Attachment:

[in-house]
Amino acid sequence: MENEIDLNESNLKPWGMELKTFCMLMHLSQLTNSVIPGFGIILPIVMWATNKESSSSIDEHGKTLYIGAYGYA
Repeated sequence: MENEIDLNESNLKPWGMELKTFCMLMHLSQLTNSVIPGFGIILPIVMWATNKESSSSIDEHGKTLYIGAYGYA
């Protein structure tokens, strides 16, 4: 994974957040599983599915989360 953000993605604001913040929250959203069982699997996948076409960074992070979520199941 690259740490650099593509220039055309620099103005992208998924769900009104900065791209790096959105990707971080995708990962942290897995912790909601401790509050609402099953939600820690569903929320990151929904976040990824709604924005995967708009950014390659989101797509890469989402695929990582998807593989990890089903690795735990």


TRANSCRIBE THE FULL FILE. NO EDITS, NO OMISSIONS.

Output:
[in-house]
Amino acid sequence: MENEIDLNESNLKPWGMELKTFCMLMHLSQLTNSVIPGFGIILPIVMWATNKESSSSIDEHGKTLYIGAYGYA
Repeated sequence: MENEIDLNESNLKPWGMELKTFCMLMHLSQLTNSVIPGFGIILPIVMWATNKESSSSIDEHGKTLYIGAYGYA
């Protein structure tokens, strides 16, 4: 994974957040599983599915989360 953000993605604001913040929250959203069982699997996948076409960074992070979520199941 690259740490650099593509220039055309620099103005992208998924769900009104900065791209790096959105990707971080995708990962942290897995912790909601401790509050609402099953939600820690569903929320990151929904976040990824709604924005995967708009950014390659989101797509890469989402695929990582998807593989990890089903690795735990």